Treatment options presented by your physician can vary. Medications, Natural Treatments, Physical Therapy or possibly surgery might be discussed.
Wrist arthroscopy1: Wrist arthroscopy is surgery that uses a tiny camera and surgical tools to examine or repair the tissues inside or around your wrist. The camera is called an arthroscope. The procedure allows the doctor to detect problems and make repairs to the wrist without making larger cuts in the skin and tissue.
Wrist fusion3: This procedure involves surgically removing the surfaces of the joints affected by arthritis and joining the bones with plates and screws until they grow together, or fuse. If the entire wrist is not involved, the surgeon may perform a partial fusion, in which the joints that are not damaged are preserved, allowing some movement of the joint. For more extensive arthritis, the surgeon may fuse the entire wrist, which leaves the wrist rigid and immobile, but usually free of pain.
Wrist replacement3: Unlike hip or knee replacement, wrist replacement can be performed on an outpatient basis. To replace a wrist, the surgeon makes an incision on the back of the wrist and cuts away the damaged joint surfaces of the ulna, the radius and in some cases the first row of carpal bones. The surgeon then inserts a metal prosthesis into the center of the radius, which is held in place with cement. Depending on the prosthesis design, the carpal component of the artificial joint may be inserted in the center bone of the hand (the third metacarpal) or screwed into the remaining row of carpal bones. This part of the prosthesis is also cemented in place. A polyethylene spacer is inserted between the two metal components, and the carpal bones may be fused together to hold the prosthesis. Unlike wrist fusion, wrist replacement can allow movement of the wrist; however, it is not appropriate for people who put heavy demands on their wrists.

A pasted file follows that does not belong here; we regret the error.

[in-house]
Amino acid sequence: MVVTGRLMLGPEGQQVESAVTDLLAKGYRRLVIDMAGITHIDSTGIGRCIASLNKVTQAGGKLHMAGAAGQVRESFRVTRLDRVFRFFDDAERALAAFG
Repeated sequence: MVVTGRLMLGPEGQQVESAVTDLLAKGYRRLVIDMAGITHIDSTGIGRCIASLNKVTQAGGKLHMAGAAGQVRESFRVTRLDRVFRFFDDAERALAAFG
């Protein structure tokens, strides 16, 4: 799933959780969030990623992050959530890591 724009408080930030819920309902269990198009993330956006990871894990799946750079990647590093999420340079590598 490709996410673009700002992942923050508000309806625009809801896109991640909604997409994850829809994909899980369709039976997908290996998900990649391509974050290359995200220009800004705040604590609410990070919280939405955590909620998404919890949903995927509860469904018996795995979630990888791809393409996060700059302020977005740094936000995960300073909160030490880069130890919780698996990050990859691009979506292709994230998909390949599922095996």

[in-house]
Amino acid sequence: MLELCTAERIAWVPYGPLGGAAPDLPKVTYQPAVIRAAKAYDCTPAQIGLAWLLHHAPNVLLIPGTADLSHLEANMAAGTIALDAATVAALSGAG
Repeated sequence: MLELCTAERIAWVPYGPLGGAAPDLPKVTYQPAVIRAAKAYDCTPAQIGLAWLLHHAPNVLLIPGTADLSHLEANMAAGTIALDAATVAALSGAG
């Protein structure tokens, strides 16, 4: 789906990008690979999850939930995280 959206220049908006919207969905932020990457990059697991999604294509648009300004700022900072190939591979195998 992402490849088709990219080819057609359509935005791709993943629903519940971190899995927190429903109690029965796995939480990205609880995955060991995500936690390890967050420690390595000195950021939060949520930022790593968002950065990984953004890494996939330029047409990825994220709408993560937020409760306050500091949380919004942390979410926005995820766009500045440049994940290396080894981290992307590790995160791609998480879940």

Finger joint fusion3: Similarly, to wrist, certain joints of the fingers can be fused to ease pain and correct deformity. The most commonly fused finger joint is the distal phalangeal joint (DP), the joint closest to the nail.
Finger and thumb joint replacement3: For the proximal and metacarpophalangeal joints (MCPs) where mobility is more important, joint replacement is possible. For pain and deformity in the MCP joints a doctor often uses flexible silicone implants. A doctor may also replace the basal joint, the joint at the base of the thumb.
Fracture Fixation2: The basic goal of fracture fixation is to stabilize the fractured bone, to enable fast healing of the injured bone, and to return early mobility and full function of the injured extremity. Fractures can be treated conservatively or with external and internal fixation. Conservative fracture treatment consists of closed reduction to restore the bone alignment. Subsequent stabilization is then achieved with traction or external splinting by slings, splints, or casts. Braces are used to limit range of motion of a joint. External fixators provide fracture fixation based on the principle of splinting. There are three basic types of external fixators: standard uniplanar fixator, ring fixator, and hybrid fixator. The numerous devices used for internal fixation are roughly divided into a few major categories: wires, pins and screws, plates, and intramedullary nails or rods. Staples and clamps are also used occasionally for osteotomy or fracture fixation. Autogenous bone grafts, allografts, and bone graft substitutes are frequently used for the treatment of bone defects of various causes. For infected fractures as well as for treatment of bone infections, antibiotic beads are frequently used.
Carpal tunnel release3: In this procedure, the surgeon releases, or cuts free, the carpal ligament from the median nerve to relieve the symptoms of carpal tunnel syndrome. Traditionally this has been done through an open surgical procedure, meaning the wrist was opened. In recent years, surgeons have used two less invasive approaches to carpal tunnel surgery: